A good time was had by all in the election
So how was it for you? The election, that is. Irish radio, by and large, had a good one. Drivetime was excellent, both on the road with Mary Wilson and in studio with Philip Boucher-Hayes.
The Late Debate upheld a consistently high standard, despite being unluckily scheduled some evenings against the leaders' debates on TV. During the first RTE debate hosted by Claire Byrne, the show was even playing host to a round table chat featuring candidates in the Wicklow/East Carlow constituency.
Stephen Donnelly, running in that part of the country for the Social Democrats, was a notable absentee, being otherwise engaged on TV.
Last Tuesday, Late Debate avoided a similar clash with Miriam O'Callaghan by discussing climate change, which would have had listeners switching off in droves anyway. Smart scheduling.
Always the bridegroom, never the bride. That is radio's eternal problem, though, for quality of content, it more than held its own this time out, even if Today With Sean O'Rourke, whilst consistently solid, could have been livelier.
Paddy O'Gorman, in particular, was criminally underused. The roving reporter is often mocked, but it would have been fun to hear him out more on the campaign trail.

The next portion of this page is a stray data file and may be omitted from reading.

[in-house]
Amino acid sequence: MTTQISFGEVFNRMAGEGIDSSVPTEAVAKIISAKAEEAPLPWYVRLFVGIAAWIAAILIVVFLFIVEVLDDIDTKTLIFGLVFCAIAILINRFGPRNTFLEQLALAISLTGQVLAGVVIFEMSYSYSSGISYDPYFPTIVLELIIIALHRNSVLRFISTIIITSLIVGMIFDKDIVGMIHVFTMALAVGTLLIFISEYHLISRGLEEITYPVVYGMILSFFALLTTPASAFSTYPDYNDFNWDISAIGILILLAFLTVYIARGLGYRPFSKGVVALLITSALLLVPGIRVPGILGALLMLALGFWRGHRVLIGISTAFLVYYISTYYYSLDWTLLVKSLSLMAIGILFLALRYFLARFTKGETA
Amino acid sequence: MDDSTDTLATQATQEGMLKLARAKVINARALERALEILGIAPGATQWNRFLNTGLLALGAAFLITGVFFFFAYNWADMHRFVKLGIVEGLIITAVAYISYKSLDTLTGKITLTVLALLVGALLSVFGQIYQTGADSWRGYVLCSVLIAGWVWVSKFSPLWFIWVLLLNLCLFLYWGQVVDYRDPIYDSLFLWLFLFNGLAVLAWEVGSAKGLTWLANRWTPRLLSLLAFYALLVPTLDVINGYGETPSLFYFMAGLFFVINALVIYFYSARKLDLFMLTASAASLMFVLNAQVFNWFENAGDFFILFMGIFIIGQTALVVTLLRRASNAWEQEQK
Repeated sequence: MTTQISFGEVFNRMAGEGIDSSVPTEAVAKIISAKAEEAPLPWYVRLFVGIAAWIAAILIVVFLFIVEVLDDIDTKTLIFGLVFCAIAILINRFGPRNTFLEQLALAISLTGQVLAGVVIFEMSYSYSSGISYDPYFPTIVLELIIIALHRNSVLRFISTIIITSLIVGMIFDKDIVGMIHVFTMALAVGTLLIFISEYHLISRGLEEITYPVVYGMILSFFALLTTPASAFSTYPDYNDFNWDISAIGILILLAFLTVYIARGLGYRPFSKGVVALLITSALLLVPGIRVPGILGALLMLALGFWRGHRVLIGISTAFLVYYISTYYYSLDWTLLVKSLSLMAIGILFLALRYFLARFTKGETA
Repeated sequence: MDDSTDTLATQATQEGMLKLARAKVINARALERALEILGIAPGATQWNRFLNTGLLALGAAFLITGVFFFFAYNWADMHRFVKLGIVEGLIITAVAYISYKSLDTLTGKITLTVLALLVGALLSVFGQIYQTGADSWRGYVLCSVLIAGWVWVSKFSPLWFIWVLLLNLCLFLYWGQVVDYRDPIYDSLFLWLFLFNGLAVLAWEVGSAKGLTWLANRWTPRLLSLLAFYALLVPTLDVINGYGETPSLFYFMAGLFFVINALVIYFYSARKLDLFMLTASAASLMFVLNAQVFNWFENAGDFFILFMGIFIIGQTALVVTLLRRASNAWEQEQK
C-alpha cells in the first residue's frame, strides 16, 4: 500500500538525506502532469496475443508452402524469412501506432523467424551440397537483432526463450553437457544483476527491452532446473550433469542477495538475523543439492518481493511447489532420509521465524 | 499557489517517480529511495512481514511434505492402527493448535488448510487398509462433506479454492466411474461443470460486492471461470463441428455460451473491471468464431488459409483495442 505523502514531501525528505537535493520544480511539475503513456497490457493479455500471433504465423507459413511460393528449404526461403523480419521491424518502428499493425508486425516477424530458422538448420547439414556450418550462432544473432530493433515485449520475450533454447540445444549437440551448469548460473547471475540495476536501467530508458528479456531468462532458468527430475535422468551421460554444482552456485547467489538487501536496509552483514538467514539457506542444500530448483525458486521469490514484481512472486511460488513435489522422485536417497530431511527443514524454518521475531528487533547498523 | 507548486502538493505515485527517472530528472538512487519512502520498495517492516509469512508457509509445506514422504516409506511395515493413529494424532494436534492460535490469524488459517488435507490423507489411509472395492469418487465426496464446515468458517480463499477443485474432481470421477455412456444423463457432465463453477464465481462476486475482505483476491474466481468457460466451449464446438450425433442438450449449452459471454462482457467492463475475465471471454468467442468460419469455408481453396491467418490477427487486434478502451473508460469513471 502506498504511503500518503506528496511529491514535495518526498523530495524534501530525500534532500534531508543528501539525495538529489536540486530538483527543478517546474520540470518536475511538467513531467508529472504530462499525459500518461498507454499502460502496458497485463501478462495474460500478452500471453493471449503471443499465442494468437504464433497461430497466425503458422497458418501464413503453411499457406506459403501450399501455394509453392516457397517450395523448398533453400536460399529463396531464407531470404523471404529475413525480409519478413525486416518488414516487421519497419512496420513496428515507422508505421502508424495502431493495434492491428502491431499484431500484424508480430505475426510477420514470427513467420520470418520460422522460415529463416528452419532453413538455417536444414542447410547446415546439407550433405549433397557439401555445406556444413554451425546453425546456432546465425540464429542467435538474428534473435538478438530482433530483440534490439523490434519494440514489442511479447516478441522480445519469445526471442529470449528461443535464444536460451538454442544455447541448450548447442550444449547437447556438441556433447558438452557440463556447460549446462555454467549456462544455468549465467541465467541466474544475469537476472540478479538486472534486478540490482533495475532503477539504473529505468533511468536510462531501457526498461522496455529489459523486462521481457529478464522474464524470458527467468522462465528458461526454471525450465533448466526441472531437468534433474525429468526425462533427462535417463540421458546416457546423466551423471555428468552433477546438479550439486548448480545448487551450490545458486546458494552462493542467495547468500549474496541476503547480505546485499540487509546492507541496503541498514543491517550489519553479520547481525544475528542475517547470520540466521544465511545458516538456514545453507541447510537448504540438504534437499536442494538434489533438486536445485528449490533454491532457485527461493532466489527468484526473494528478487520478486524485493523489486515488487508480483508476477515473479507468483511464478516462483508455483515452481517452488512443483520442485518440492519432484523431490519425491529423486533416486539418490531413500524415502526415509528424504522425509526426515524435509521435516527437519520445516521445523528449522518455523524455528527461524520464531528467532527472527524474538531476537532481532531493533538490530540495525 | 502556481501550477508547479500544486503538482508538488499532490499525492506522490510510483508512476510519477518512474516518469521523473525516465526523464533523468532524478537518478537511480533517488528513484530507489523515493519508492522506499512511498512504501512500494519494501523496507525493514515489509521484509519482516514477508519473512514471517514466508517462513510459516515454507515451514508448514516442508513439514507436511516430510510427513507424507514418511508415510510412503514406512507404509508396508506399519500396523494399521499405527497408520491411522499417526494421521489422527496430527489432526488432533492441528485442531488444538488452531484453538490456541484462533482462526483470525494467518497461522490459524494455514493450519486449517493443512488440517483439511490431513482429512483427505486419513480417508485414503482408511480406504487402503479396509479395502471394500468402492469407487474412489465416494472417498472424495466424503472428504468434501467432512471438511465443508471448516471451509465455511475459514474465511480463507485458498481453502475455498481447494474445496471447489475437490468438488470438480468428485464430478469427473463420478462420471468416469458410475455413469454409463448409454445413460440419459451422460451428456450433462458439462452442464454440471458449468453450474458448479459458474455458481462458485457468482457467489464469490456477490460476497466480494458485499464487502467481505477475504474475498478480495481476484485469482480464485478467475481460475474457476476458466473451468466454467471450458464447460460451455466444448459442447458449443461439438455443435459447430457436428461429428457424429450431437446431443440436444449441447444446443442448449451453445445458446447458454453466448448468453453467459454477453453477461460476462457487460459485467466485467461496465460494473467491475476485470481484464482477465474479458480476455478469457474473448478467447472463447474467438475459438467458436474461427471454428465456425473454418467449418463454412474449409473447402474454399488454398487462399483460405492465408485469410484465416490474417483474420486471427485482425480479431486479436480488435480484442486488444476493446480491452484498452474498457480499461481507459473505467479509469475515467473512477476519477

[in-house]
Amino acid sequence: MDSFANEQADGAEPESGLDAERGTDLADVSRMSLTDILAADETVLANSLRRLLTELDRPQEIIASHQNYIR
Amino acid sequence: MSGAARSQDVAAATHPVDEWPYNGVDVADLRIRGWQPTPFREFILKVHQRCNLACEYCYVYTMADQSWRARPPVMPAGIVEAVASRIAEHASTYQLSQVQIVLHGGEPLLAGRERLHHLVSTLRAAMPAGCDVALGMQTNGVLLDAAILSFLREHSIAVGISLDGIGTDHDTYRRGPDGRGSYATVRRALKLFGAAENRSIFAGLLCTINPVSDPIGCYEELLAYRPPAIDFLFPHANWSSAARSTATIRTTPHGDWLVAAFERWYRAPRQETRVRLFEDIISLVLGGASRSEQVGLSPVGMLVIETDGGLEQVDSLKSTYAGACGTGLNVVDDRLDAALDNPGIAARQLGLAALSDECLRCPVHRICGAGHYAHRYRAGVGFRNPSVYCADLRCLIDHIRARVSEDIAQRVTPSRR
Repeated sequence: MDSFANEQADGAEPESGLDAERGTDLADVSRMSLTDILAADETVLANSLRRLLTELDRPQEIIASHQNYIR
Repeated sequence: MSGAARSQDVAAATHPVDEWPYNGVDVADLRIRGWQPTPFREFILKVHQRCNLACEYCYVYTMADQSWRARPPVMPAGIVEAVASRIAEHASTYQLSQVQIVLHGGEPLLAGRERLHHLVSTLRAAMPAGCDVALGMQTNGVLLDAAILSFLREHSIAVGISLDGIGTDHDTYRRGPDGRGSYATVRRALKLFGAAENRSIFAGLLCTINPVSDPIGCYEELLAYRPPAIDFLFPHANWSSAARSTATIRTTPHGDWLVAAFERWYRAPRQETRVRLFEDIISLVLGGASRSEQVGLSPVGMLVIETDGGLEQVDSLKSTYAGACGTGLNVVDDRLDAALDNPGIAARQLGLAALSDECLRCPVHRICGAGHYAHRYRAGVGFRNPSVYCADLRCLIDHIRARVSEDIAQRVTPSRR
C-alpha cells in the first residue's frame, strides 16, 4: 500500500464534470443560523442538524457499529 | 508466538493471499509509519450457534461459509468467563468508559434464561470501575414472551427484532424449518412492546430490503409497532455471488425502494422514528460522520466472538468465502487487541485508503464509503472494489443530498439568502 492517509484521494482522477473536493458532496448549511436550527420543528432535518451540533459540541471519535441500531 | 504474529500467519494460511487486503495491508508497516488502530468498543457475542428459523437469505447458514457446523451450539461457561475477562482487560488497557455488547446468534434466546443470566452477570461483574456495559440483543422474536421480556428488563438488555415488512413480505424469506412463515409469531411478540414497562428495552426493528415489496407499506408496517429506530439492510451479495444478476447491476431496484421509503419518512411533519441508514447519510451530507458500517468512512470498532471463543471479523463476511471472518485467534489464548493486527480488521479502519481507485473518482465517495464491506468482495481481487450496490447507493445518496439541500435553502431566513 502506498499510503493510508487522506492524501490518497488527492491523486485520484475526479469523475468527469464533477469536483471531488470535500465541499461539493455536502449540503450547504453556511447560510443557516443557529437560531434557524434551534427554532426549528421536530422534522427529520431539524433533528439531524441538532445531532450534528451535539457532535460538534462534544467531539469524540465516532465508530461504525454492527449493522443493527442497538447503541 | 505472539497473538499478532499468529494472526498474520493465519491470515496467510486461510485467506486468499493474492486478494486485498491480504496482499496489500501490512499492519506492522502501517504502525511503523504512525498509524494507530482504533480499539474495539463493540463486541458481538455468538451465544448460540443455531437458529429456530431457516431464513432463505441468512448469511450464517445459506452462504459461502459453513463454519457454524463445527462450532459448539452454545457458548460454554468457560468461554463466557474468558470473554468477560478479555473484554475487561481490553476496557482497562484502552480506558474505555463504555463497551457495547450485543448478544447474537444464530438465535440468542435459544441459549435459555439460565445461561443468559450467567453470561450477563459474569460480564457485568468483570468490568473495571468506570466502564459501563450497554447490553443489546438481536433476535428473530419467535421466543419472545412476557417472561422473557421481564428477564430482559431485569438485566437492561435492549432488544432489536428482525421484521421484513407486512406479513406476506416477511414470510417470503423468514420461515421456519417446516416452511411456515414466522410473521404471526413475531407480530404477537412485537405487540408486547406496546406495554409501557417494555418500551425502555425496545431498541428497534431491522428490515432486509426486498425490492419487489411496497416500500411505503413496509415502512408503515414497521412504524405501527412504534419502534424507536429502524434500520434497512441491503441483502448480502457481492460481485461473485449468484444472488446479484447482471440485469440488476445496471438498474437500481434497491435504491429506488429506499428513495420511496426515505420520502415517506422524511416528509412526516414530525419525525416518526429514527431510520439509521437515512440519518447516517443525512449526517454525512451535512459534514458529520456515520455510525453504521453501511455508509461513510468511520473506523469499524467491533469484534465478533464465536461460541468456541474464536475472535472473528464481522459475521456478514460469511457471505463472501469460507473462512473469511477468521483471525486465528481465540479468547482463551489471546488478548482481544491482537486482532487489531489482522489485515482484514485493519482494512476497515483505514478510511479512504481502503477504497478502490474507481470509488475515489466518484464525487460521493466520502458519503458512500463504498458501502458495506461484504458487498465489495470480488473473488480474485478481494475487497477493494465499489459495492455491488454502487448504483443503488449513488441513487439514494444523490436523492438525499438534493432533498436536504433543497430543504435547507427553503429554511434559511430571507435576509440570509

Also missing in action was The Ryan Tubridy Show, which has settled into a lifestyle and showbiz groove after Morning Ireland, which is undemanding both on Tubs and the listeners, and surely unrewarding for him too. Ryan should have been given more to do during this election.
The Pat Kenny Show on Newstalk was slightly disappointing, but did have the hardest job in radio in following Newstalk Breakfast, whose regulars were in top form throughout the campaign. The same station's Shane Coleman has been indefatigable.
The Right Hook was diverting in its own eccentric way, though more usually for the entertainment value, as when George clashed in knockabout style with Vincent Browne in the second week, rather than for any great political insights.
Browne was back on Today FM's Last Word earlier in the week, doing it all again with Matt Cooper, lambasting Fine Gael for not keeping Enda Kenny out of sight for the whole campaign, as that was, in his eyes, the Taoiseach's best chance of avoiding trouble.
Would Browne really have been any more complimentary if they had? Doubtful.
By complete and welcome contrast, The Lyric Feature told the story of English composer Arnold Bax's long infatuation with Irish landscape and nationalism, which culminated in him writing the only contemporaneous orchestral piece to commemorate the Easter Rising, the sublime In Memoriam, Patrick Pearse.
Bax, Ireland And 1916 was fronted by Dr Aidan Thompson from Queen's University in Belfast, but - a minor quibble about such a fine programme - why not wait until nearer the 100th anniversary to broadcast it?
It could easily have been lost in the election.